Lake County PHO Warns of ‘Laced Pills’ and Encourages Use of Opioid Overdose Reversal Drug

The following is a press release issued by Lake County Public Health:

[Picture from WikiCommons]

The County of Lake Health Services Department, Public Health Division, was saddened and troubled to learn of tragic recent deaths in Lake County that may have resulted from non-prescribed opiates or other drugs compromised, or “laced,” with an opioid pain management drug.

Immediate concerns remain, and Lake County residents in possession of non-prescription drugs, and particularly MDMA, should not take them, as they may be laced.

Opioids are highly addictive, and it is a common and regrettable practice that producers and traffickers of illicit drugs, such as MDMA, methamphetamine and cocaine, “lace” their product with an opioid, to enhance its addictive properties. Despite ongoing public education campaigns, opioid overdoses and deaths increased in many parts of the country in 2020.

Naloxone (NARCAN, EVZIO) Saves Lives and is Available to Many Free of Charge

Many Lake County residents qualify for the Partnership Health Plan, Medicare, or a similar programs, and these individuals, as well as clients of Lake County Tribal Health Consortium and many others, can access Naloxone free of charge. Naloxone can reverse the effects of opioid overdose, and its timely administration has saved many lives. EVZIO, an autoinjectable form, and NARCAN, a prepackaged nasal spray, are two common trade names.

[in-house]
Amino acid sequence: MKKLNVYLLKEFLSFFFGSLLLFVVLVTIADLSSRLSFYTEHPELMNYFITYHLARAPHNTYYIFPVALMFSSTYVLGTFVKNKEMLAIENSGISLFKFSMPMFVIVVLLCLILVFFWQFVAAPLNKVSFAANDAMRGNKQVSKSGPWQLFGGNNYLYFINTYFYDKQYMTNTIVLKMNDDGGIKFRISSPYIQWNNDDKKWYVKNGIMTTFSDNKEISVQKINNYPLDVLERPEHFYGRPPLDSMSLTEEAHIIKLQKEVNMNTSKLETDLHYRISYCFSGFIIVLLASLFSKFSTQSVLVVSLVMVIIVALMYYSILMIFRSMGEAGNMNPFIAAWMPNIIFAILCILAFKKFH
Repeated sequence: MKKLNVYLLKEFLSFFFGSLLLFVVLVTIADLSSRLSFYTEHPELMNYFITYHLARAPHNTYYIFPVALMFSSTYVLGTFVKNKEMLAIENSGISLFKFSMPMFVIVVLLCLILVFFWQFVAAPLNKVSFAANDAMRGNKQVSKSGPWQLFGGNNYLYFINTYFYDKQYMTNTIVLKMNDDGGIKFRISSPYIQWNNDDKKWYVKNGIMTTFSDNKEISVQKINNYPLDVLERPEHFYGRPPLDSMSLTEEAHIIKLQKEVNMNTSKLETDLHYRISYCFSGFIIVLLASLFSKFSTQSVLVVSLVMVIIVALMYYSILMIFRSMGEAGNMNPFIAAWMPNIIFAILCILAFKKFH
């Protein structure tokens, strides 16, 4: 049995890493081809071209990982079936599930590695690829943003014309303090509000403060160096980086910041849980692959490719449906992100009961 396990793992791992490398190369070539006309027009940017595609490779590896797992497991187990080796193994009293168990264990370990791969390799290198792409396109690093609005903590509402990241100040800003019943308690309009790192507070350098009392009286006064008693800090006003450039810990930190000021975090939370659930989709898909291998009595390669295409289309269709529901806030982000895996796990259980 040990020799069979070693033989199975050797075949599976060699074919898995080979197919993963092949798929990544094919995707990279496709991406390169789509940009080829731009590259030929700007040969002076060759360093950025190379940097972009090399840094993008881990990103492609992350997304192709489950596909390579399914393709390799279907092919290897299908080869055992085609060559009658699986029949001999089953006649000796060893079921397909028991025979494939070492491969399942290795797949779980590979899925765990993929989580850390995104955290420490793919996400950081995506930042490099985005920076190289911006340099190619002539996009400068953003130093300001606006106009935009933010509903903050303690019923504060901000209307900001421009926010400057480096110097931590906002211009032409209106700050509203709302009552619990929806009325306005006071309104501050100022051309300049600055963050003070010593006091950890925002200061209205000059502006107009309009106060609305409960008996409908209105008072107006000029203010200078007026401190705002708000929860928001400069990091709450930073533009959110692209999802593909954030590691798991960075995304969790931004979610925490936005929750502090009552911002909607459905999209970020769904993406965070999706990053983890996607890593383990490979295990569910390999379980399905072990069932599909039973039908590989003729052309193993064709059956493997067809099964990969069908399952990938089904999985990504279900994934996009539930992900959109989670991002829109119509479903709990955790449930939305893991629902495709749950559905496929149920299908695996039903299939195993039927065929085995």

It is estimated 90% of those prescribed opioids for pain management in Lake County have access to Naloxone from their medical providers. The National Institute on Drug Abuse also reports, “major pharmacy chains CVS and Walgreens now make Naloxone available without a personal prescription in all stores in the U.S.”

If you may be at risk of opioid overdose, contact your medical provider proactively, to understand your options.

More information on Naloxone is available here:…/opioid-overdose-reversal…

If you are in possession of pills you are concerned may be unsafe, they can be anonymously disposed of in a SafeRx Disposal Drop Box in the Lake County Sheriff’s Office’s lobby, at 1220 Martin Street. No contact with a deputy is required.

Thank you for taking steps to ensure your own safety, and the safety of those you love.

Gary Pace, MD, MPH

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